November 24, 2018
November 30, 2018

What a youth in Kampala goes through to get some coins in his pocket

With over 78% of the country’s total population below the age of 30 years, Uganda is the world’s second youngest population after the 83% of Niger. It is the most youthful country in East Africa, with most youth in Kampala, Uganda’s capital.

The Youth in Kampala are individuals between the age of 18 and 35 years and its totally undeniable that the country’s growth is highly staked at the success of these young people. The youth population in Uganda features both the skilled or educated and the unskilled.

Some of the youth live in rural areas, and with these ones, life is a bit okay because they might have some small plots of land from their parents or relatives for farming. The major challenge is with the youth in Kampala with its high costs of living.

Unfortunately, several youth are migrating to Kampala, thinking that life in the city is way much better. Ignorantly, they start their own journeys to daily hustles of the city.

With the continued political conflicts, illiteracy and other problems that the country is still struggling with, hopelessness, desperation and disempowerment have become the major challenges of a Ugandan youth, particularly the urban youths.

Unemployment, restlessness and criminality are almost becoming the order of the youth in Kampala. Probably because of the increasing troubles of the country that make it very hard for a youth to get a job or attain education.

The youth in Kampala fill up the city very early in the morning to start placing their bets on various games. Just to test their luck at the end of the matches. Unfortunately several youth in Kampala have lost their business capital, tuition and pocket money in this. So a person who betted with his capital is left jobless.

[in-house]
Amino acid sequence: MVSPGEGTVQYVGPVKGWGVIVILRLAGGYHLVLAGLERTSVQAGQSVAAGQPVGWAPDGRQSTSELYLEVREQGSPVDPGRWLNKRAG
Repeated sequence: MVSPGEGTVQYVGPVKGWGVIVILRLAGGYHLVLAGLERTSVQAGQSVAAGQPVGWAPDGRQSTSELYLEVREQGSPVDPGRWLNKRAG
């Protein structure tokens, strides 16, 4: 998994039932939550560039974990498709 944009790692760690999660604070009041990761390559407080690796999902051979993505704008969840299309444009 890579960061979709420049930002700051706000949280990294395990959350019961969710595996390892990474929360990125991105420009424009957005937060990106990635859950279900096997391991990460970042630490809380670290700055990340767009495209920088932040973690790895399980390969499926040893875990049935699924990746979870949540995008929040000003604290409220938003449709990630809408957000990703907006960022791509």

Having betted his only 5000 Uganda shillings that he had, he now continues to his work place, maybe a salon, cloths shop, restaurants, arcades, petrol stations, phone repair shops or even a bus/taxi park. Remember that at the end of the day, if he is lucky, he will win some amount, but if not, he will have to walk back home. That is the life of a youth in Kampala, living on probability.

Those going to salons, suffer the challenge of having to stand by the roadside to call customers. Several girls stand outside grand corner plaza in Kampala central calling women, “sister saloon?” It’s a common phrase that these ladies use to ask girls passing by whether they want salon services, a day without a customer, is a wasted day without any pay.

Boys working in cloths shops, especially those both outside and inside park Enkadde Mall, still in Kampala central have to nearly force girls passing by to buy their clothes. Having to pull every passing girl’s hand, to drag her to their shop and buy something, ignorantly, they chase away the would be clients.

The ones in restaurants, especially girls, face all sorts of insults from men. The worst kind of disrespect that any girl would ever get is that which the girls that work in Kampala restaurants get. Having to walk miles of distance through five buildings, just to take only one plate of food so as to earn 500 Ugshs. Only to reach there, and she is abused why she delayed. Men touching her body the way they want, and just because she wants to keep the customer, she is entitled to just tolerate.

Besides those, there is also this category of the youth in Kampala, the ones who carry luggage. This is the most touching group, watching a young boy of about 20 years, carrying a baggage of about 200 kilograms, when he can barely walk and with red eyes, probably because the heavy weight that the load exerts on him. All this hustle, just for 2000 Ugshs. What kind of suffering would be more than that to a normal youth?

It is because of these difficulties that the youth in Kampala go through to put something in their pockets that is pushing them to resort to robbery, spamming and other sorts of criminality. Some frustrated youth in Kampala even resort to drug abuse, because it makes them forget about their hustles at least for a moment.

However, it’s not too late, we can still do something for these young energetic souls. Maybe all they need is guidance and awareness. Just to teach them how to be job creators, save their little money and empower them.

You can join the campaign to empower the youth in Kampala, help them live purposeful lives.

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